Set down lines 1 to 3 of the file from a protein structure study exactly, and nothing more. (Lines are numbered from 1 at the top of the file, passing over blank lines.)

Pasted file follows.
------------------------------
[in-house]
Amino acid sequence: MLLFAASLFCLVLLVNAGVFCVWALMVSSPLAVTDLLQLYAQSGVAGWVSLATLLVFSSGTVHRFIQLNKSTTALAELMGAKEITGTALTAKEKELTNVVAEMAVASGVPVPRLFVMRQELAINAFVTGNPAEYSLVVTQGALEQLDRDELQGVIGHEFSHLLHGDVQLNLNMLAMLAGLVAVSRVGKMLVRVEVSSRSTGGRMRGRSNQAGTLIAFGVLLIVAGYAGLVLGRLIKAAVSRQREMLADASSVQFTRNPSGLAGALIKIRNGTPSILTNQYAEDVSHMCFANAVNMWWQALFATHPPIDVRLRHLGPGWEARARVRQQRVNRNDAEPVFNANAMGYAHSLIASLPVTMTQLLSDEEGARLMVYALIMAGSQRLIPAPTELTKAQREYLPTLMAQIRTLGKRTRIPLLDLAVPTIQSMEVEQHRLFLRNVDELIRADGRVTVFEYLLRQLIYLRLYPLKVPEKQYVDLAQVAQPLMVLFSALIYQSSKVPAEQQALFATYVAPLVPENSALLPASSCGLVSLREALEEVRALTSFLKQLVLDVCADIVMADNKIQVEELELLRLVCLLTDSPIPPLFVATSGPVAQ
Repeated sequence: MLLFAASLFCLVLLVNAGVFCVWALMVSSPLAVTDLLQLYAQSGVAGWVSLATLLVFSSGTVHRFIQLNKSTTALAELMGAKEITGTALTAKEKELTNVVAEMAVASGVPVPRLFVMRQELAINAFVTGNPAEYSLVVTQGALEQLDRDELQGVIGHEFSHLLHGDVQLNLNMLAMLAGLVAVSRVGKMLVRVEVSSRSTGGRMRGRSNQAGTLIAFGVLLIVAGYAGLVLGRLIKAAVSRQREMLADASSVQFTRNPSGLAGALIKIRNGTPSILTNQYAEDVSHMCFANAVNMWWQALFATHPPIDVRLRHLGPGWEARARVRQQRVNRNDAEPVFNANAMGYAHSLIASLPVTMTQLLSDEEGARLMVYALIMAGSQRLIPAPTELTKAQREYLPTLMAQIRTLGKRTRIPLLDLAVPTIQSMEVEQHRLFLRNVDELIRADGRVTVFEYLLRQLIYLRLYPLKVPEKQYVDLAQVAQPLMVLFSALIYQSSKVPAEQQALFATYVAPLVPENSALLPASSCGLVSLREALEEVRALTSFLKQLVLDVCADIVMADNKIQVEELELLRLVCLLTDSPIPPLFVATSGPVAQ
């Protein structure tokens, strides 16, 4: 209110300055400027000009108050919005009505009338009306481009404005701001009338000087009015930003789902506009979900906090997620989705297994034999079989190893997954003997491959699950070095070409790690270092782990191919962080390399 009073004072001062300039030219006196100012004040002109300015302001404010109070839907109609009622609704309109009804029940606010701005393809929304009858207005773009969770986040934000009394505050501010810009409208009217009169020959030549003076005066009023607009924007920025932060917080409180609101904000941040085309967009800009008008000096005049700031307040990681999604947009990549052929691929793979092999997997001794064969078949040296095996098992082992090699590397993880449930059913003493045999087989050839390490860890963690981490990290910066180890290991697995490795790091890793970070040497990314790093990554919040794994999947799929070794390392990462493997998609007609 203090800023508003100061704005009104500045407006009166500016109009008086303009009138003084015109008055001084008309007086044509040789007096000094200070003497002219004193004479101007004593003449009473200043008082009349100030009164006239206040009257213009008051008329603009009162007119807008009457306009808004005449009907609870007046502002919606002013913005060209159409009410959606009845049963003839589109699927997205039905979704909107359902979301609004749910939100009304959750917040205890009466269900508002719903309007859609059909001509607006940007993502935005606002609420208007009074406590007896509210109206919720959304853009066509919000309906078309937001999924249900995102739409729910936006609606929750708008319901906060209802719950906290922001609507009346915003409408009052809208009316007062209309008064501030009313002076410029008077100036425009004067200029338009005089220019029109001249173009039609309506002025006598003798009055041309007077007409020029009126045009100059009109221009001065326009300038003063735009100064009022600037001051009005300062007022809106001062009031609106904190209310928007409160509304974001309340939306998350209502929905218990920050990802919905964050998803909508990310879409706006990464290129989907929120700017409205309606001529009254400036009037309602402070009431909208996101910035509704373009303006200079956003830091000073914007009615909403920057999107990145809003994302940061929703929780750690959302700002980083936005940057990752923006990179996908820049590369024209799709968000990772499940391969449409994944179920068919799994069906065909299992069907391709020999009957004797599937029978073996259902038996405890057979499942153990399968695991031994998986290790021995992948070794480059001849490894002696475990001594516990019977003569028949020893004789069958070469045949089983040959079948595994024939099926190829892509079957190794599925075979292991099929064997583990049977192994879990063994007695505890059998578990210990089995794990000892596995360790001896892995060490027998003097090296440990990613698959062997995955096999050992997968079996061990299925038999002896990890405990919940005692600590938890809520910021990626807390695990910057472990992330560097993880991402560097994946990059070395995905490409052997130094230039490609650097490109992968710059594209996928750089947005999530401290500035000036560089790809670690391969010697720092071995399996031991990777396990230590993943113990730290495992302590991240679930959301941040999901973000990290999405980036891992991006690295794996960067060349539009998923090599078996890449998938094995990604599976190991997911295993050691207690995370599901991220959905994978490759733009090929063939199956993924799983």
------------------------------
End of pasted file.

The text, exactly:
[in-house]
Amino acid sequence: MLLFAASLFCLVLLVNAGVFCVWALMVSSPLAVTDLLQLYAQSGVAGWVSLATLLVFSSGTVHRFIQLNKSTTALAELMGAKEITGTALTAKEKELTNVVAEMAVASGVPVPRLFVMRQELAINAFVTGNPAEYSLVVTQGALEQLDRDELQGVIGHEFSHLLHGDVQLNLNMLAMLAGLVAVSRVGKMLVRVEVSSRSTGGRMRGRSNQAGTLIAFGVLLIVAGYAGLVLGRLIKAAVSRQREMLADASSVQFTRNPSGLAGALIKIRNGTPSILTNQYAEDVSHMCFANAVNMWWQALFATHPPIDVRLRHLGPGWEARARVRQQRVNRNDAEPVFNANAMGYAHSLIASLPVTMTQLLSDEEGARLMVYALIMAGSQRLIPAPTELTKAQREYLPTLMAQIRTLGKRTRIPLLDLAVPTIQSMEVEQHRLFLRNVDELIRADGRVTVFEYLLRQLIYLRLYPLKVPEKQYVDLAQVAQPLMVLFSALIYQSSKVPAEQQALFATYVAPLVPENSALLPASSCGLVSLREALEEVRALTSFLKQLVLDVCADIVMADNKIQVEELELLRLVCLLTDSPIPPLFVATSGPVAQ
Repeated sequence: MLLFAASLFCLVLLVNAGVFCVWALMVSSPLAVTDLLQLYAQSGVAGWVSLATLLVFSSGTVHRFIQLNKSTTALAELMGAKEITGTALTAKEKELTNVVAEMAVASGVPVPRLFVMRQELAINAFVTGNPAEYSLVVTQGALEQLDRDELQGVIGHEFSHLLHGDVQLNLNMLAMLAGLVAVSRVGKMLVRVEVSSRSTGGRMRGRSNQAGTLIAFGVLLIVAGYAGLVLGRLIKAAVSRQREMLADASSVQFTRNPSGLAGALIKIRNGTPSILTNQYAEDVSHMCFANAVNMWWQALFATHPPIDVRLRHLGPGWEARARVRQQRVNRNDAEPVFNANAMGYAHSLIASLPVTMTQLLSDEEGARLMVYALIMAGSQRLIPAPTELTKAQREYLPTLMAQIRTLGKRTRIPLLDLAVPTIQSMEVEQHRLFLRNVDELIRADGRVTVFEYLLRQLIYLRLYPLKVPEKQYVDLAQVAQPLMVLFSALIYQSSKVPAEQQALFATYVAPLVPENSALLPASSCGLVSLREALEEVRALTSFLKQLVLDVCADIVMADNKIQVEELELLRLVCLLTDSPIPPLFVATSGPVAQ